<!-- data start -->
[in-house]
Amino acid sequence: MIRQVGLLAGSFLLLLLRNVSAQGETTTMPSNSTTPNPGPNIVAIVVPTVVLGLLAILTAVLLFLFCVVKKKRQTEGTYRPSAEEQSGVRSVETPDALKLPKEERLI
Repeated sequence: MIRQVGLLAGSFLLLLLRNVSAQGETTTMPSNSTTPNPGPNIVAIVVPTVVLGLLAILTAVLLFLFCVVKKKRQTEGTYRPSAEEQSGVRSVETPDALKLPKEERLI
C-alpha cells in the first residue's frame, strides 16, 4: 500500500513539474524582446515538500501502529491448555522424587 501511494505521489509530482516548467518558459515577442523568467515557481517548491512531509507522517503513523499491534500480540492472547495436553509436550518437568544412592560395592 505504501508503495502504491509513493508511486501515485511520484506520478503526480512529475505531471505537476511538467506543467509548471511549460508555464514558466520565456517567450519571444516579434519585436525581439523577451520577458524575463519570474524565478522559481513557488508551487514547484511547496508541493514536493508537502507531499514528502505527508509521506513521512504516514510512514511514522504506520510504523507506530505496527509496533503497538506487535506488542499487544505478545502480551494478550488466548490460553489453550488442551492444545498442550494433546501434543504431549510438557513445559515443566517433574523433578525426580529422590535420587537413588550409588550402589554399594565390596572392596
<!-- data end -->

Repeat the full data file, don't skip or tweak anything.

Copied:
[in-house]
Amino acid sequence: MIRQVGLLAGSFLLLLLRNVSAQGETTTMPSNSTTPNPGPNIVAIVVPTVVLGLLAILTAVLLFLFCVVKKKRQTEGTYRPSAEEQSGVRSVETPDALKLPKEERLI
Repeated sequence: MIRQVGLLAGSFLLLLLRNVSAQGETTTMPSNSTTPNPGPNIVAIVVPTVVLGLLAILTAVLLFLFCVVKKKRQTEGTYRPSAEEQSGVRSVETPDALKLPKEERLI
C-alpha cells in the first residue's frame, strides 16, 4: 500500500513539474524582446515538500501502529491448555522424587 501511494505521489509530482516548467518558459515577442523568467515557481517548491512531509507522517503513523499491534500480540492472547495436553509436550518437568544412592560395592 505504501508503495502504491509513493508511486501515485511520484506520478503526480512529475505531471505537476511538467506543467509548471511549460508555464514558466520565456517567450519571444516579434519585436525581439523577451520577458524575463519570474524565478522559481513557488508551487514547484511547496508541493514536493508537502507531499514528502505527508509521506513521512504516514510512514511514522504506520510504523507506530505496527509496533503497538506487535506488542499487544505478545502480551494478550488466548490460553489453550488442551492444545498442550494433546501434543504431549510438557513445559515443566517433574523433578525426580529422590535420587537413588550409588550402589554399594565390596572392596